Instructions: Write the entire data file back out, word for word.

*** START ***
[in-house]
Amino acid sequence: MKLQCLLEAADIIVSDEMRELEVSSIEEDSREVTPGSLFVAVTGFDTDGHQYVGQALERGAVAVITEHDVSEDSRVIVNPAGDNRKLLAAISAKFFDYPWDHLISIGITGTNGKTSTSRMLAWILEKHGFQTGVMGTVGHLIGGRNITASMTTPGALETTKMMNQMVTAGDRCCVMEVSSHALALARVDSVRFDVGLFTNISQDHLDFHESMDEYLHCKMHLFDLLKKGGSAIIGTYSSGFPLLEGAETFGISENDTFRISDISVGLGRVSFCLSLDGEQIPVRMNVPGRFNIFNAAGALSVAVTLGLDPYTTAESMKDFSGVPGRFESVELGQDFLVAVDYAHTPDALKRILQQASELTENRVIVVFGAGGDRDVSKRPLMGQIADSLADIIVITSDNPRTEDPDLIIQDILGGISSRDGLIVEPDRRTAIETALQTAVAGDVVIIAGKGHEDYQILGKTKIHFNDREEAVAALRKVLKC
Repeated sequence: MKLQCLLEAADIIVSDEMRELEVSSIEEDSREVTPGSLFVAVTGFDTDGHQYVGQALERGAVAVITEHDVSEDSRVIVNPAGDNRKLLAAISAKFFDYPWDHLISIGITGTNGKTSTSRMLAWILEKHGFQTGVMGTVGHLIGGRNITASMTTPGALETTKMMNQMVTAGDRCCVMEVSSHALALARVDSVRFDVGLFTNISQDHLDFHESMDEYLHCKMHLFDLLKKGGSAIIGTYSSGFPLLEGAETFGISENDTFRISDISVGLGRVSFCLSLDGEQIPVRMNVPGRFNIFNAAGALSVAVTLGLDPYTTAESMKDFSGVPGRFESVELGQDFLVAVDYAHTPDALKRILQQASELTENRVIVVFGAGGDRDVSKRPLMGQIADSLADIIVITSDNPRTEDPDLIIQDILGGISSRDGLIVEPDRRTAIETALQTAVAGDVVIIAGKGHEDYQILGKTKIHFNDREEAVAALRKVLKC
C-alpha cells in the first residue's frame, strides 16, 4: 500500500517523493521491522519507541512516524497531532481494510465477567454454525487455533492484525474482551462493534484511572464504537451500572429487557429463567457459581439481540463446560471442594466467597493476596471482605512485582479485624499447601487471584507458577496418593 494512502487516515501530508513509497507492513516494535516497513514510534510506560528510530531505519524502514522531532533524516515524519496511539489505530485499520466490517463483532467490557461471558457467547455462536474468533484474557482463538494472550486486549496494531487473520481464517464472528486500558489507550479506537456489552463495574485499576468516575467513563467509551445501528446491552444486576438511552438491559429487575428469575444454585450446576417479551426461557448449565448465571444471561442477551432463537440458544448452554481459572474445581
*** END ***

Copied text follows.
[in-house]
Amino acid sequence: MKLQCLLEAADIIVSDEMRELEVSSIEEDSREVTPGSLFVAVTGFDTDGHQYVGQALERGAVAVITEHDVSEDSRVIVNPAGDNRKLLAAISAKFFDYPWDHLISIGITGTNGKTSTSRMLAWILEKHGFQTGVMGTVGHLIGGRNITASMTTPGALETTKMMNQMVTAGDRCCVMEVSSHALALARVDSVRFDVGLFTNISQDHLDFHESMDEYLHCKMHLFDLLKKGGSAIIGTYSSGFPLLEGAETFGISENDTFRISDISVGLGRVSFCLSLDGEQIPVRMNVPGRFNIFNAAGALSVAVTLGLDPYTTAESMKDFSGVPGRFESVELGQDFLVAVDYAHTPDALKRILQQASELTENRVIVVFGAGGDRDVSKRPLMGQIADSLADIIVITSDNPRTEDPDLIIQDILGGISSRDGLIVEPDRRTAIETALQTAVAGDVVIIAGKGHEDYQILGKTKIHFNDREEAVAALRKVLKC
Repeated sequence: MKLQCLLEAADIIVSDEMRELEVSSIEEDSREVTPGSLFVAVTGFDTDGHQYVGQALERGAVAVITEHDVSEDSRVIVNPAGDNRKLLAAISAKFFDYPWDHLISIGITGTNGKTSTSRMLAWILEKHGFQTGVMGTVGHLIGGRNITASMTTPGALETTKMMNQMVTAGDRCCVMEVSSHALALARVDSVRFDVGLFTNISQDHLDFHESMDEYLHCKMHLFDLLKKGGSAIIGTYSSGFPLLEGAETFGISENDTFRISDISVGLGRVSFCLSLDGEQIPVRMNVPGRFNIFNAAGALSVAVTLGLDPYTTAESMKDFSGVPGRFESVELGQDFLVAVDYAHTPDALKRILQQASELTENRVIVVFGAGGDRDVSKRPLMGQIADSLADIIVITSDNPRTEDPDLIIQDILGGISSRDGLIVEPDRRTAIETALQTAVAGDVVIIAGKGHEDYQILGKTKIHFNDREEAVAALRKVLKC
C-alpha cells in the first residue's frame, strides 16, 4: 500500500517523493521491522519507541512516524497531532481494510465477567454454525487455533492484525474482551462493534484511572464504537451500572429487557429463567457459581439481540463446560471442594466467597493476596471482605512485582479485624499447601487471584507458577496418593 494512502487516515501530508513509497507492513516494535516497513514510534510506560528510530531505519524502514522531532533524516515524519496511539489505530485499520466490517463483532467490557461471558457467547455462536474468533484474557482463538494472550486486549496494531487473520481464517464472528486500558489507550479506537456489552463495574485499576468516575467513563467509551445501528446491552444486576438511552438491559429487575428469575444454585450446576417479551426461557448449565448465571444471561442477551432463537440458544448452554481459572474445581